The Crossley reflector, because of its high light efficiency at f/5.8 in the Newton focus, was really the first modern reflector and introduced modern astrophysics and cosmology above all through the work of Keeler. Keeler's photographs with this telescope were the first to reveal large numbers of small or distant nebulae [5.2] [5.16]. The Mayall slitless spectrograph made excellent use of the Newton focus of the Crossley reflector for UV spectroscopy applied to faint nebulae. A photograph of the prime focus of this historic telescope, which is still in operation, is given by Dimitroff and Baker [5.17]. Figure 5.10 shows the Crossley reflector at Lick with its new mounting. The rich harvest of astronomical results with this telescope, in spite of its modest size even when made in 1879, demonstrates the advantage of a dynamic and visionary astronomer (in this case James Keeler) in exploiting to the full the potential of a telescope. A beautiful account of Keeler's life and work, evoking the extraordinary productivity of this period in the United States, is given by Osterbrock [5.18].

Fig. 5.10. The 36-inch (91 cm) Crossley reflector, remounted at Lick in 1900 (courtesy Mary Lea Shane Archives of the Lick Observatory, through D. E. Osterbrock)

The turn of the century introduced the work of one of the greatest of all telescope builders, George Ritchey. Excellent accounts of Ritchey's career and achievements, above all due to the remarkable symbiosis with the organisational genius of G.E. Hale, are given by King [5.2], Riekher [5.3] and, again in an admirably complete account, recently published, by Osterbrock [5.19]. Hale was instrumental in getting the 40-inch Yerkes refractor built but fully recognised the inherently greater potential of the reflector. Inspired by Draper, Ritchey had made a 23i -inch (60 cm) mirror with f/3.9 which he set up at Yerkes in 1901 after his appointment by Hale. Ritchey was greatly interested in photography and recognised that higher "speeds" were essential in telescopes intended for nebular photography. In exactly 40 years, the speed (f/no) of large primaries had progressed from Ni = 9.2 (Lassell, 1861) to 7.5

(Melbourne reflector, Grubb, 1869), to 5.8 (Crossley reflector, Calver, 1879), to 3.9 (Ritchey, 1901). This revolution was just as important as silvered glass as the basis for the final triumph of the reflector in the twentieth century. It would not have been possible without Foucault's invention of the knife-edge test. Figure 5.11 shows the 60 cm telescope at Yerkes. We said above, the Crossley reflector was the first modern telescope. This is true in the sense of its impact on astrophysics with f/5.8 in the Newton focus. But Ritchey's 60 cm at Yerkes was, in fact, the first telescope to possess all the following features characterising a modern telescope, albeit with a modest size:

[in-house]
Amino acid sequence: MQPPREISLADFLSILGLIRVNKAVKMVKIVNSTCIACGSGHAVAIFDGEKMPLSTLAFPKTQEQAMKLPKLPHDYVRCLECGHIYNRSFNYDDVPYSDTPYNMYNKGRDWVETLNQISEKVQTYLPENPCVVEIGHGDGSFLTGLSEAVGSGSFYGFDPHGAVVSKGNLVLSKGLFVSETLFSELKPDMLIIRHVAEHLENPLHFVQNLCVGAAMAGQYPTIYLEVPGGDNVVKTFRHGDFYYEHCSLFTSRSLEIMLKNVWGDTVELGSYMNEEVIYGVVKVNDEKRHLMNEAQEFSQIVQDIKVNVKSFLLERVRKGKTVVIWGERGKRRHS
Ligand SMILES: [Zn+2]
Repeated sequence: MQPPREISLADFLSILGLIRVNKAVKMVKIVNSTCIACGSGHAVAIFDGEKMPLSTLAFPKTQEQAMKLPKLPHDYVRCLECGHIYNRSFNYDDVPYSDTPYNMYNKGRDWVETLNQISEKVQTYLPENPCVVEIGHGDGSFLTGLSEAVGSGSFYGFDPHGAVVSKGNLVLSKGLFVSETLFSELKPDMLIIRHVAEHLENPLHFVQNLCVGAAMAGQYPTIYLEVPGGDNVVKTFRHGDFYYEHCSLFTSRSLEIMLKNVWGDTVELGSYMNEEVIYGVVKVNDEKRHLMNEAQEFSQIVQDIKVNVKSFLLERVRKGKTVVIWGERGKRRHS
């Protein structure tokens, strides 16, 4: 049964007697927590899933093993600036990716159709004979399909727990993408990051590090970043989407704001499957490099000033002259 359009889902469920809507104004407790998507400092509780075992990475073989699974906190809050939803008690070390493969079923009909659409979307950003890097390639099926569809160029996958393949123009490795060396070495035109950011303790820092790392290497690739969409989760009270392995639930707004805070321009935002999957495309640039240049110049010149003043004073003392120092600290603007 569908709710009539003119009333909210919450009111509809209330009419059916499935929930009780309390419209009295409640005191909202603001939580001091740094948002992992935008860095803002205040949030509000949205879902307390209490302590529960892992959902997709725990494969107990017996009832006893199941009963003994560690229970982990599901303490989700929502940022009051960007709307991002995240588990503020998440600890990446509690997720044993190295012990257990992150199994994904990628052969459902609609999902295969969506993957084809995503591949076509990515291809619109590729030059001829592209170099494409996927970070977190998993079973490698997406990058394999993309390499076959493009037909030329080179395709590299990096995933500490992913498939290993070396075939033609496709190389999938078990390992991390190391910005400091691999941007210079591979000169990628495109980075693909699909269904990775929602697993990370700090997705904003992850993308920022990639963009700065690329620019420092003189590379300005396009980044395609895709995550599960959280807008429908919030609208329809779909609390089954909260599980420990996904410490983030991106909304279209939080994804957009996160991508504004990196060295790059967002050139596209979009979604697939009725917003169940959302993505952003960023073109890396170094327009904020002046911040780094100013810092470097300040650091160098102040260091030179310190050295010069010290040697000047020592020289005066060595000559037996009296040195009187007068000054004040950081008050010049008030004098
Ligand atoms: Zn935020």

Fig. 5.11. Ritchey's 60 cm telescope at Yerkes, 1901 (courtesy Deutsches Museum, Munich)

- Glass mirrors (silvered)

- A high speed primary (f/3.9) for photography (at a Newton focus)

- A Cassegrain focus for spectroscopy with a fixed spectrograph

- An open frame, completely ventilated tube

- An equatorial mounting (German type with counterweight)

Figure 5.12 shows another view of the 60 cm telescope taken with Ritchey himself observing at the Newton focus. This photograph was discovered by chance in a private house near the Yerkes Observatory late in 1998. D.E. Osterbrock recognized that the figure was Ritchey, had the photograph cleaned and improved and kindly gave it to me for the second edition of this book, for which my grateful thanks. The brimless hat was typical for astronomers observing in the hard, winter conditions of that time (between 1901 and 1904).

Riekher [5.3] shows a reproduction of a famous photograph by Ritchey with a 4-hour exposure of the M31 nebula in Andromeda. Ritchey stopped the primary down to about 4 aperture to reduce the field coma, an experiment which led to his interest in, and understanding, later, of the aplanatic telescope. This photograph showed far more detail than ever revealed before, even with the 40-inch refractor used visually with an aperture 2.2 times as large. (For comparison, the 3.5 m NTT, which went into operation 88 years later, would achieve the same intensity at far higher resolution with a few seconds exposure on a modern CCD detector).